Handcrafted Gifts India Shopping
The demand for Indian handicrafts continues to increase in the wealthy Western countries. Along with synthetic, handmade, hand-printed, tie-dyed or batik fabrics are once again major export items, and almost all India’s hand-knotted carpets are destined for foreign buyers.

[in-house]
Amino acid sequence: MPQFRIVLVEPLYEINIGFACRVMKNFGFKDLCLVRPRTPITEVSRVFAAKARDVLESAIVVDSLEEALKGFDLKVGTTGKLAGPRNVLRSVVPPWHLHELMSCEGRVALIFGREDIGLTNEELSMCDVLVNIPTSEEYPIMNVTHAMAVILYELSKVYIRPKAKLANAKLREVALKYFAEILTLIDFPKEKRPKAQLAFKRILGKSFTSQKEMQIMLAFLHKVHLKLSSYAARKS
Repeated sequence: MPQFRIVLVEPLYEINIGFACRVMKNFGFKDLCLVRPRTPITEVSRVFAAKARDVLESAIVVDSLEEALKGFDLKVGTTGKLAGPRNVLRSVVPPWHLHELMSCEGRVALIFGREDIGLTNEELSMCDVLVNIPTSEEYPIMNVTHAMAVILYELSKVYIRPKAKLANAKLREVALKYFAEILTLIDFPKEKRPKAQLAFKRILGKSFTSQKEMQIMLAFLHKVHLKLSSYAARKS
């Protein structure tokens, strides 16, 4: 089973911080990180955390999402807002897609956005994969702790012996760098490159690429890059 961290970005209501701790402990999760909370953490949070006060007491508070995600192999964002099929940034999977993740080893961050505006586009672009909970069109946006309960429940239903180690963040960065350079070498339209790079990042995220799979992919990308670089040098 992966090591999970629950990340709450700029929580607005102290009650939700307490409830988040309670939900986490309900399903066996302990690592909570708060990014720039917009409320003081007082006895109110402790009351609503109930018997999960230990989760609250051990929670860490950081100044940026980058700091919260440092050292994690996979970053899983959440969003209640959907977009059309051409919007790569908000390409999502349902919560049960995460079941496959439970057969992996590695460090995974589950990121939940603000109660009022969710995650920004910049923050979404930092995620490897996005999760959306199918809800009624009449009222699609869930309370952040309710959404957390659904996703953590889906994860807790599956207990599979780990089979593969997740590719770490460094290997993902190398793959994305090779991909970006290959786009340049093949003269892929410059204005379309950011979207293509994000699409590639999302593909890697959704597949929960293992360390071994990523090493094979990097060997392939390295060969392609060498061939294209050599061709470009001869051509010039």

Although many crafts are centred on cities, is in rural India that they flourish as an integral part of the economy. Some have suffered from the introduction of cheaper, more practical replacements, with moulded plastic imitating traditional materials. Others thrive, unopposed; the earthenware water-pot features in kitchens from Delhi to the smallest hamlet. Most households have a charpoy (literally ‘four feet’),the wooden-framed bed bound across with handmade twine; often a coarse cotton dhurrie lies across it, perhaps woven by the women of the house. In the chill of northern winter a rezai (quilt) is to the bedding, made up by the local tailor, and other craftsmen walk the autumn streets, plucking the taut string of their bow, tool of their trade with which they floss out the compacted cotton filling of the rezai. The farmer prefers to buy custom-made tough leather slippers in the village bazaar. His will choose those covered with hand-embroidery. He may boast a ‘terycot’ suit hidden away in mothballs, but his workaday clothes are of handwoven coarse white cotton. Her clothes, as long as her husband lives, will be coloured, perhaps locally tie-dyed, or embroidered. After he dies she, too will assume white cotton.